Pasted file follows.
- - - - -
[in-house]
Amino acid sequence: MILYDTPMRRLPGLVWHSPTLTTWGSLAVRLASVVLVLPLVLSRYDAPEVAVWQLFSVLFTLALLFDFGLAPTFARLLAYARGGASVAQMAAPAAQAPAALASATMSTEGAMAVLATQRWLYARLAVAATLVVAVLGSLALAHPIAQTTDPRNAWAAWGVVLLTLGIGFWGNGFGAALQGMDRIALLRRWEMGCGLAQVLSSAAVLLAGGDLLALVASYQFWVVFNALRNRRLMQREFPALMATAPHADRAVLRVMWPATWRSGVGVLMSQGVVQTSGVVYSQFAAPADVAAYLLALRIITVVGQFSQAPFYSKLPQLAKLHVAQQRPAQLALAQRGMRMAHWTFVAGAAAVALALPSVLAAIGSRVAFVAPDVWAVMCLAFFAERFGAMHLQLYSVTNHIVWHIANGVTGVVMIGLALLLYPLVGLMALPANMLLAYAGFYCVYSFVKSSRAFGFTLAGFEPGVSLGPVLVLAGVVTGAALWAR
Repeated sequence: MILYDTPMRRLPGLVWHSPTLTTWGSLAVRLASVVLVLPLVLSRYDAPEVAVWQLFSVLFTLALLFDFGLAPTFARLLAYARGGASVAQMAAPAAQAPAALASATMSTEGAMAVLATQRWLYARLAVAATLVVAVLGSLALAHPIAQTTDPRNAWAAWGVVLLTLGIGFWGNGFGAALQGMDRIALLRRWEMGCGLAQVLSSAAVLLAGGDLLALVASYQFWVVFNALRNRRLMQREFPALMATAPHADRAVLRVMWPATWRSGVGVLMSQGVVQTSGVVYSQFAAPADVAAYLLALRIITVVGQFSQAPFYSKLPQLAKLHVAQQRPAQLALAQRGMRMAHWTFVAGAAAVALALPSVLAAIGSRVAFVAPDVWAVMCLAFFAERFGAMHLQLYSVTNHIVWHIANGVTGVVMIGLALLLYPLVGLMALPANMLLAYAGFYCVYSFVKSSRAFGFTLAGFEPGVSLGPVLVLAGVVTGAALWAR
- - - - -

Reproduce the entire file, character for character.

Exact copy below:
[in-house]
Amino acid sequence: MILYDTPMRRLPGLVWHSPTLTTWGSLAVRLASVVLVLPLVLSRYDAPEVAVWQLFSVLFTLALLFDFGLAPTFARLLAYARGGASVAQMAAPAAQAPAALASATMSTEGAMAVLATQRWLYARLAVAATLVVAVLGSLALAHPIAQTTDPRNAWAAWGVVLLTLGIGFWGNGFGAALQGMDRIALLRRWEMGCGLAQVLSSAAVLLAGGDLLALVASYQFWVVFNALRNRRLMQREFPALMATAPHADRAVLRVMWPATWRSGVGVLMSQGVVQTSGVVYSQFAAPADVAAYLLALRIITVVGQFSQAPFYSKLPQLAKLHVAQQRPAQLALAQRGMRMAHWTFVAGAAAVALALPSVLAAIGSRVAFVAPDVWAVMCLAFFAERFGAMHLQLYSVTNHIVWHIANGVTGVVMIGLALLLYPLVGLMALPANMLLAYAGFYCVYSFVKSSRAFGFTLAGFEPGVSLGPVLVLAGVVTGAALWAR
Repeated sequence: MILYDTPMRRLPGLVWHSPTLTTWGSLAVRLASVVLVLPLVLSRYDAPEVAVWQLFSVLFTLALLFDFGLAPTFARLLAYARGGASVAQMAAPAAQAPAALASATMSTEGAMAVLATQRWLYARLAVAATLVVAVLGSLALAHPIAQTTDPRNAWAAWGVVLLTLGIGFWGNGFGAALQGMDRIALLRRWEMGCGLAQVLSSAAVLLAGGDLLALVASYQFWVVFNALRNRRLMQREFPALMATAPHADRAVLRVMWPATWRSGVGVLMSQGVVQTSGVVYSQFAAPADVAAYLLALRIITVVGQFSQAPFYSKLPQLAKLHVAQQRPAQLALAQRGMRMAHWTFVAGAAAVALALPSVLAAIGSRVAFVAPDVWAVMCLAFFAERFGAMHLQLYSVTNHIVWHIANGVTGVVMIGLALLLYPLVGLMALPANMLLAYAGFYCVYSFVKSSRAFGFTLAGFEPGVSLGPVLVLAGVVTGAALWAR